Currently, there is a postcode lottery, because even in schools, despite the Department for Education’s efforts, we know of only 1,389 defibrillators in schools in England. We know of one in Northern Ireland, and we do not know of any in Scotland. That is not to say they do not exist, but without this register, we are none the wiser where this life-saving equipment is.
The Bill also aims to increase the use of defibrillators, because it is important not just to have defibrillators but to make sure they are used when they are needed. Residents in my villages tell me that they would be afraid to use a defibrillator and that they think they need training to do so, although nothing could be further from the truth. All a person has to do is to stick the two pads on someone’s chest and turn the machine on. The machine will tell them exactly what to do, without training, but people are afraid to use them. The Bill’s aim is not to state that only trained people should use defibrillators but to mandate training for local communities with every installation so that people feel confident to use them.
I wonder how many Members of Parliament here today know how many defibrillators are on the parliamentary estate. There are 28 in total, in the House of Lords, the House of Commons, Norman Shaw North, Portcullis House and two in the Elizabeth Tower, but do Members know where the nearest defibrillator is to us right now? According to the intranet, it is in Member’s Lobby, but it took me, a Doorkeeper and a member of security four minutes to find it this morning. It is in a cupboard with no sign, and no one knew it was there. Those four minutes could cost someone’s life.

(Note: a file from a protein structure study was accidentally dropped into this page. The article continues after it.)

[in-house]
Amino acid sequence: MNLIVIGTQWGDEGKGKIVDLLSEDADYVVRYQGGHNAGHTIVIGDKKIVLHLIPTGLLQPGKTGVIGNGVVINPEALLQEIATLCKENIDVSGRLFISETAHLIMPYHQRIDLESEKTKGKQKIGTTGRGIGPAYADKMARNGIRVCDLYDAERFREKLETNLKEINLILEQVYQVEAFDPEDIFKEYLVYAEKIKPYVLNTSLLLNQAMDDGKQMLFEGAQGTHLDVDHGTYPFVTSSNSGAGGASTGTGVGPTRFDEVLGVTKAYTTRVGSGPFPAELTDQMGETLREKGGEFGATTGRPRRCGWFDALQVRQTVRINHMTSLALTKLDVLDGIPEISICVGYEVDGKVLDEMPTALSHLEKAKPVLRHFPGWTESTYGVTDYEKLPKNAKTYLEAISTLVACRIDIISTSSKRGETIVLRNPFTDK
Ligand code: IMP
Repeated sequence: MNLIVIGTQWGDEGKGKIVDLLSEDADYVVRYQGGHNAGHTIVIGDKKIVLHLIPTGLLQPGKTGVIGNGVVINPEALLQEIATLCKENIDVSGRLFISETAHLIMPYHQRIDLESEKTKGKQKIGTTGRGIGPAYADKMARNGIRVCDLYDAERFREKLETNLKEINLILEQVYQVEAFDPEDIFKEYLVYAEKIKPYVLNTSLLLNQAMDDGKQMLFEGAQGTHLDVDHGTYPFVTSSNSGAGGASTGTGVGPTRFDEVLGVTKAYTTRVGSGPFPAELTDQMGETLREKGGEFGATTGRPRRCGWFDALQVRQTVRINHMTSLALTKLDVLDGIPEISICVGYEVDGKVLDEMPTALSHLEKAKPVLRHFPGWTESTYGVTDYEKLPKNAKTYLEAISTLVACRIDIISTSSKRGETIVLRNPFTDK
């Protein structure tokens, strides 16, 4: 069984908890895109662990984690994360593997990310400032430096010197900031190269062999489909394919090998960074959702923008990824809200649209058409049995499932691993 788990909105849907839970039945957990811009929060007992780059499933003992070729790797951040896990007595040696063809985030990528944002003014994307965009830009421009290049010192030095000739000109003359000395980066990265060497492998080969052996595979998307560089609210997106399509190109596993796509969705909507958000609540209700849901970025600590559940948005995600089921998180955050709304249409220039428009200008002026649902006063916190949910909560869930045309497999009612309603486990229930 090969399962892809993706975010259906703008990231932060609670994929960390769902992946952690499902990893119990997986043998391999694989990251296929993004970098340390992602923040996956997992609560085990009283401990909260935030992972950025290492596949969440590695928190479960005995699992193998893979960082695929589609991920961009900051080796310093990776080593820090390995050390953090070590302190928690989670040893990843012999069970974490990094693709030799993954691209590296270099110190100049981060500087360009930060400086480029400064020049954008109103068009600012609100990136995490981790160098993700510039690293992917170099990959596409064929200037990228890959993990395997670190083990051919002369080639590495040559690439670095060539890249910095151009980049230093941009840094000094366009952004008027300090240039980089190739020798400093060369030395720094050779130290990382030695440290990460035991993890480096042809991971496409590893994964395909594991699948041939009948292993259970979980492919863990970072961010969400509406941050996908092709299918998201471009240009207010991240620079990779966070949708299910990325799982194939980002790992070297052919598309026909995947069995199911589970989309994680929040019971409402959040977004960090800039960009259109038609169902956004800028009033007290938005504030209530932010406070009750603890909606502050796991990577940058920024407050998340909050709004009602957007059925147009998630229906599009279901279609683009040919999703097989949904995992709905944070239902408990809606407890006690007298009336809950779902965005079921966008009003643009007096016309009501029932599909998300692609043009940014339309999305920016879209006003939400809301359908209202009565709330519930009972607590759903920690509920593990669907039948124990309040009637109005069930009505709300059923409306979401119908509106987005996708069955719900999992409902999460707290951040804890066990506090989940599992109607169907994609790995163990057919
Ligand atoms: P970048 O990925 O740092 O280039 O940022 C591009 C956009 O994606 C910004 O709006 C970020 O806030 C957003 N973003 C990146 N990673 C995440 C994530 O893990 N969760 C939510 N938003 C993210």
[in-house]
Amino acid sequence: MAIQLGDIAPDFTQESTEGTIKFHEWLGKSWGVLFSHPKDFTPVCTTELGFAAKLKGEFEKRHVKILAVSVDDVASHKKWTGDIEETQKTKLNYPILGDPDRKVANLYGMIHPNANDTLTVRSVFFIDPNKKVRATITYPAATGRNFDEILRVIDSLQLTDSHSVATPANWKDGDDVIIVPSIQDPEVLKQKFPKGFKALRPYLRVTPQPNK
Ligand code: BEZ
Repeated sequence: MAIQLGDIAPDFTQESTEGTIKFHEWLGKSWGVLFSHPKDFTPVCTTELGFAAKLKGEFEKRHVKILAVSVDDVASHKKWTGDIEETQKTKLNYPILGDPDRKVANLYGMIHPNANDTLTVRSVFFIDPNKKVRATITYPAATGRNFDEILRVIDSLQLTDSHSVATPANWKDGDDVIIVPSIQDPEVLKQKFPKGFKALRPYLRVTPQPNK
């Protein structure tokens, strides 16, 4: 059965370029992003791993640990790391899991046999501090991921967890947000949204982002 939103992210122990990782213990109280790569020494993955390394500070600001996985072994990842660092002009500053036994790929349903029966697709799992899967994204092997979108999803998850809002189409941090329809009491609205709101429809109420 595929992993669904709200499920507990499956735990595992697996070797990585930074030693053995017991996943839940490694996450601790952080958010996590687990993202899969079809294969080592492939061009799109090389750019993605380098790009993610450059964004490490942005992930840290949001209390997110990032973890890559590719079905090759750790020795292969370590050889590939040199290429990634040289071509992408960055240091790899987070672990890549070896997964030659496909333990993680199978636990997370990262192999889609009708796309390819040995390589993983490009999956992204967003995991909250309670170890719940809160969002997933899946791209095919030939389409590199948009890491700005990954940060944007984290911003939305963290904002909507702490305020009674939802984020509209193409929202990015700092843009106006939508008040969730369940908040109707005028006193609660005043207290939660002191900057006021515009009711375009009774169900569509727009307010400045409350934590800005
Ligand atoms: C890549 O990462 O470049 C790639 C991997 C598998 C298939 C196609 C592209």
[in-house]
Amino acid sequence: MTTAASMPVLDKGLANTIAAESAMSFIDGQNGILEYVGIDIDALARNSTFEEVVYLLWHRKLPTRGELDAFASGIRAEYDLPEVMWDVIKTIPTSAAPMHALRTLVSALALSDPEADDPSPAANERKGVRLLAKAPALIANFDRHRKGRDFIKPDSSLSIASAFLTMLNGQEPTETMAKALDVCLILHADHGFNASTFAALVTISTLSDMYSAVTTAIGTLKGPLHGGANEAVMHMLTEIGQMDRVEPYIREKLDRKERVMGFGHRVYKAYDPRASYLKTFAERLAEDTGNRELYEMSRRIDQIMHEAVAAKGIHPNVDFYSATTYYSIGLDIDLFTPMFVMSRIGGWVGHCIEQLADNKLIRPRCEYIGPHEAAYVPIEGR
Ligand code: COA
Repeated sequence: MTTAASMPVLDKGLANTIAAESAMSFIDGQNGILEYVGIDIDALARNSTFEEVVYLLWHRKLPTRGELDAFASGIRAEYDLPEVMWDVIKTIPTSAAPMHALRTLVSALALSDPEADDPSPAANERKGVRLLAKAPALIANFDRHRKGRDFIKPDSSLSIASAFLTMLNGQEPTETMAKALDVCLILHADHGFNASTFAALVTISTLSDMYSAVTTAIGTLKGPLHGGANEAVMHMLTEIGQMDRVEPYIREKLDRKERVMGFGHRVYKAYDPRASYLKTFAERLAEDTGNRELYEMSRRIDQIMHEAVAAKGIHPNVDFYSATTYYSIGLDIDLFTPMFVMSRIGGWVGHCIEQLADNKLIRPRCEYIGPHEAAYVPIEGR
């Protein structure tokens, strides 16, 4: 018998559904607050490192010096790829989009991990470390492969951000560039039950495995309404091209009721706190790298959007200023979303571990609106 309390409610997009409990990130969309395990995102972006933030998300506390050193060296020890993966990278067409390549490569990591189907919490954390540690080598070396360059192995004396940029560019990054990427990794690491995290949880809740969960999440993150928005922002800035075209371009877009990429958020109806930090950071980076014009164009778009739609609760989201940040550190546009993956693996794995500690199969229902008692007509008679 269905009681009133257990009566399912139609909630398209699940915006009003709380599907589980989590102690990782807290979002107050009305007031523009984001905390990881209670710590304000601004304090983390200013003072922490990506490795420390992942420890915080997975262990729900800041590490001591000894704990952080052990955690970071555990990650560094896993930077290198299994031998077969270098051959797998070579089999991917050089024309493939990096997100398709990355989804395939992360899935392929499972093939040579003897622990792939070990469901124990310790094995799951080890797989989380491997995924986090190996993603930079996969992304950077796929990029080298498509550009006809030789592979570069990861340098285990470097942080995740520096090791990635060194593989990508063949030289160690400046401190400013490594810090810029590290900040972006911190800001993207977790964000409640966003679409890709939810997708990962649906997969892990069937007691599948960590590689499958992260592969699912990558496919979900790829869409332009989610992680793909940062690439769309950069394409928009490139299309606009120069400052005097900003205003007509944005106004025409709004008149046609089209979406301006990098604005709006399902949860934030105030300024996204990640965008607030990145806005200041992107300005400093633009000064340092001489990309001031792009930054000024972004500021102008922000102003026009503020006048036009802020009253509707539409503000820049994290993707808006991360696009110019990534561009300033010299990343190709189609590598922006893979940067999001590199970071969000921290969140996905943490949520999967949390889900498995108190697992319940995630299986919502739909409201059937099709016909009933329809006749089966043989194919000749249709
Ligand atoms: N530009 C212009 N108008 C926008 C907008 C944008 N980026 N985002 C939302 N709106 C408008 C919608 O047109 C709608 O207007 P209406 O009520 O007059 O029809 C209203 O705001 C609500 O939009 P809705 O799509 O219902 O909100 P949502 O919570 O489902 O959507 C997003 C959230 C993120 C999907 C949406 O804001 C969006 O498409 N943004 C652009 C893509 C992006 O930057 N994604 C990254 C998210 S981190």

I will share the difference a defibrillator can make. This morning, I heard from Stuart Freeman, a constituent of my hon. Friend the Member for Tonbridge and Malling (Tom Tugendhat), whose daughter, aged just 18, suffered a cardiac arrest in March. She was given cardiopulmonary resuscitation and a defibrillator was available, and it saved her life. Serena has met my hon. Friend to plead the case for better training and for more access to defibrillators, and she is a great example of the difference defibrillators can make.
I therefore move that the Bill be introduced so we can mandate that defibrillators are installed across the whole UK in publicly accessible places and that training is available so that people know what to do in the event of a cardiac arrest and are not afraid to use defibrillators if they are needed. It is crucial to support the work of our many charities, such as the British Heart Foundation and St John Ambulance, to ensure we save as many lives as possible.
This week, 12 young people will die from a cardiac arrest, and 28,000 people will die from a cardiac arrest this year. Those lives could have been saved by the Bill, and I urge Members to support it.
Question put and agreed to.
That Jim Shannon, Stephen Twigg, Mr Edward Vaizey, Chris Green, Dr Philippa Whitford, Peter Aldous, Dr Lisa Cameron and Maria Caulfield present the Bill.
Maria Caulfield accordingly presented the Bill.
Bill read the First time; to be read a Second time on Friday 25 January 2019, and to be printed (Bill 308).
Order. Before we proceed to the Standing Order No. 24 debate, I have now to announce the result of today’s deferred Divisions. In respect of the question relating to markets in financial instruments, the Ayes were 307 and the Noes were 215, so the Question was agreed to. In respect of the question relating to accounts and reports, the Ayes were 305 and the Noes were 216, so the Question was agreed to.